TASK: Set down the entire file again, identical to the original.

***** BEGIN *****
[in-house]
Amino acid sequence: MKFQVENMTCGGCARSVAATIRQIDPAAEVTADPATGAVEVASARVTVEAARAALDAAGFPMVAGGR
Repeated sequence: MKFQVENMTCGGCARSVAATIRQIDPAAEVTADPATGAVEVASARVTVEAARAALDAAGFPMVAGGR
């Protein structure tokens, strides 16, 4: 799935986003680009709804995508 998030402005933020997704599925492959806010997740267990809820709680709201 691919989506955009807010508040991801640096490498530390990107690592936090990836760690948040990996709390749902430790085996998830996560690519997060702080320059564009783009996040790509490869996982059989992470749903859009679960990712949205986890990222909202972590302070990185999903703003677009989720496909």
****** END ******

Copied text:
[in-house]
Amino acid sequence: MKFQVENMTCGGCARSVAATIRQIDPAAEVTADPATGAVEVASARVTVEAARAALDAAGFPMVAGGR
Repeated sequence: MKFQVENMTCGGCARSVAATIRQIDPAAEVTADPATGAVEVASARVTVEAARAALDAAGFPMVAGGR
């Protein structure tokens, strides 16, 4: 799935986003680009709804995508 998030402005933020997704599925492959806010997740267990809820709680709201 691919989506955009807010508040991801640096490498530390990107690592936090990836760690948040990996709390749902430790085996998830996560690519997060702080320059564009783009996040790509490869996982059989992470749903859009679960990712949205986890990222909202972590302070990185999903703003677009989720496909």